So, we could conclude with $(5)$ that the bias representing the 2 samples for a given redshift is expressed as:

\begin{equation} b(z) = \dfrac{1}{n}\,\big(n_{1}(z)\,b_{1}(z) + n_{2}(z)\,b_{2}(z)\big) = \dfrac{1}{n_{1}+n_{2}}\,\big(n_{1}\,b_{1} + n_{2}\,b_{2}\big)\quad(9) \end{equation}

This "merging" bias is actually the weighted mean of bias $b_{1}$ and $b_{2}$ with weights equal to the density of galaxies of each sample.

To conclude, Steps 1) and 2) in the demonstration seems to be good except the fact that, like @Javier said, $\delta$ could be negative when I write : $N_{1} = n_{1} b_{1}\,\delta_{\text{DM}}$.

So maybe my teacher implies we manipulate implicit absolute values for $\delta$: I don't know. That's why I have difficulties with the relation $(1)$ compared to relation $(2)$ coming from a cited article at the beginning of my post.

What do you think about this ? Are there others ways of demonstration with the relation $\delta_{g}(\vec{r},z) = b(z)\,\delta_{\text{DM}}(\vec{r},z)$.

ps: I hope that I have been clear in this little demonstration. Don't hesitate to ask me for further information if needed.

UPDATE 3: @Javier : could you tell me please a method to find the equation $(9)$ (weighted average) showing a "representative" bias of 2 samples and mostly involving the density contrast of galaxies and the density contrats of Dark Matter. I would really appreciate since my demonstration is not correct but the result is reasonable as you said. Regards

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    $\begingroup$ Im pretty sure dark matter is, you know, a free parameter. It shouldn't be used like that. Bizarre assignment. $\endgroup$ – user236221 Jul 6 at 2:21
  • $\begingroup$ @user236221 So you think that the equation (1) given by my teacher is wrong and that right equation is equation (2) ? however, I am near from the equality between both, this is frustrating . Maybe it is a problem of convention about the factor "$b_{1}$" ? Thanks $\endgroup$ – youpilat13 Jul 6 at 3:07
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    $\begingroup$ I don't think equation (1) can be right, because $\delta$ can be negative while $N$ can't. I would expect either a relation between $\delta$'s or between $n$'s, but not one that mixes both (unless I'm misunderstanding what $N$ is). $\endgroup$ – Javier Jul 26 at 18:39
  • $\begingroup$ @Javier Thanks, maybe my teacher assumes an implicit absolute value for density contrast $\delta$. I am going to give more informations about this relation that he gave to me : indeed, this allows me to prove a weighted average for 2 different samples of galaxies for global bias. I try to add an update as soon as possible. Regards $\endgroup$ – youpilat13 Jul 26 at 18:52
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    $\begingroup$ I don't follow step (6), particularly when you state $\langle N_1^2 \rangle = (n_1 b_1 \delta_\text{DM})^2$. This is the crucial step, where you set $N$ proportional to $\delta$, which doesn't make sense to me (not even if you take the absolute value because $\delta$ can still be zero). I'm also iffy about taking two samples of galaxies and adding the densities: this is a theoretical relation, who cares about samples? Overall, I find the whole thing a bit confusing. Teachers can make mistakes, and sometimes they don't say what they mean. $\endgroup$ – Javier Aug 1 at 23:37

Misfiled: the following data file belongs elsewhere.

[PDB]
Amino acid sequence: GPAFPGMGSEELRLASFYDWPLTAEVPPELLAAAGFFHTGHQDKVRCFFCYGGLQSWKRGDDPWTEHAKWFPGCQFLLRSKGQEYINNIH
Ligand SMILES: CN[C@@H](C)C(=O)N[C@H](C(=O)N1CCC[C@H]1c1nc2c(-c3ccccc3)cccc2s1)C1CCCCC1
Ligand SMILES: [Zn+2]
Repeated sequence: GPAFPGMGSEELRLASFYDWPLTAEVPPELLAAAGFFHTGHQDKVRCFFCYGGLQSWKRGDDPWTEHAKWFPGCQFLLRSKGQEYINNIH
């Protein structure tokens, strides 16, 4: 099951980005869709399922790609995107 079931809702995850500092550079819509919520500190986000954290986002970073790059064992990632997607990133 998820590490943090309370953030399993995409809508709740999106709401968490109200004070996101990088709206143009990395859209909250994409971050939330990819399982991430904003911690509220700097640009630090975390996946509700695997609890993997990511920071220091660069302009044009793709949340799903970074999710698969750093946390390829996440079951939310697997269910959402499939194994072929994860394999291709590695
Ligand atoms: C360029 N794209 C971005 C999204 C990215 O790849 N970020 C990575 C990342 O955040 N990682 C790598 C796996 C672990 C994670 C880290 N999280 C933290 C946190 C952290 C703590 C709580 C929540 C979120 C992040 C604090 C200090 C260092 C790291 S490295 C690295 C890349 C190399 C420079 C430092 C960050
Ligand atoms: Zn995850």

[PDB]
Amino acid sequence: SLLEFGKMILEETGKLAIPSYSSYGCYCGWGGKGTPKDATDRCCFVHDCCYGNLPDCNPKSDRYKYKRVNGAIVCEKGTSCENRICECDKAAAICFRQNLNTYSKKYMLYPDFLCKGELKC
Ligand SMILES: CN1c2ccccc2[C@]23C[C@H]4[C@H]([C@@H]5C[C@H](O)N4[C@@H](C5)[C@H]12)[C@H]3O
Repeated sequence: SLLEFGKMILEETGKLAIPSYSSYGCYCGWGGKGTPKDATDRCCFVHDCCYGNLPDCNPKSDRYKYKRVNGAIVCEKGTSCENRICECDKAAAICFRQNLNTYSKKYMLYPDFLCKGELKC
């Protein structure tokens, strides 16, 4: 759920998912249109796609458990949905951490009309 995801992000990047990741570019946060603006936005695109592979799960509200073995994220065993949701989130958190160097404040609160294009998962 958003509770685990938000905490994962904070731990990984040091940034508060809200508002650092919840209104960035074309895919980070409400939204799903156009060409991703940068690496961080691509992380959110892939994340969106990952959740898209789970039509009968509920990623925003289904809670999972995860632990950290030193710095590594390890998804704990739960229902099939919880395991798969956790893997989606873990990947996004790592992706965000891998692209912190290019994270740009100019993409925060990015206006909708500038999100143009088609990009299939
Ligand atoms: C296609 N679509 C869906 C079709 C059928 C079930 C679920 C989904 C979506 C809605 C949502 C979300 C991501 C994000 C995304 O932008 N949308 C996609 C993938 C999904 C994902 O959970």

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The only answer I can give is that the relation

$$N_{1} = n_{1} b_{1}\,\delta_{\text{DM}} \tag{1}$$

cannot be correct, assuming that "$N_1$ is the local density of galaxies" means that $N_1$ represents some kind of amount of galaxies per unit volume. The reason is simple: $\delta_\text{DM}$ is the DM density contrast: it can be positive, negative or zero, depending on how the local density relates to the average. But a number density can never be negative, and it can only be zero in empty places, which don't necessarily correspond to $\delta_\text{DM} = 0$.

However, this is easily fixed: the correct relation is

$$N = n (b\, \delta_\text{DM} + 1). \tag{2}$$

We get this from the definition of bias, which says that $b\, \delta_\text{DM} = \delta_g = n_g / \bar{n}_g -1$. What you call $N$ is $n_g$ (the local density), and what you call $n$ is $\bar{n}_g$, the global average. That is, using your names we have

$$b\, \delta_\text{DM} = N/n -1,$$

which is clearly equivalent to $(2)$.

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  • $\begingroup$ thanks ! I will ask to my teacher this error. I suppose we can however find with this definition the same conclusion about the equation of weighted mean for 2 samples : could you confirm that ? Regards $\endgroup$ – youpilat13 Aug 2 at 3:30
  • $\begingroup$ @youpilat13 To be honest, I'm not quite sure, because I don't completely understand what the two samples represent, and where the average is being taken. The derivation cannot be right, since it uses the wrong equation $(1)$, but the result for the bias seems reasonable. $\endgroup$ – Javier Aug 2 at 13:11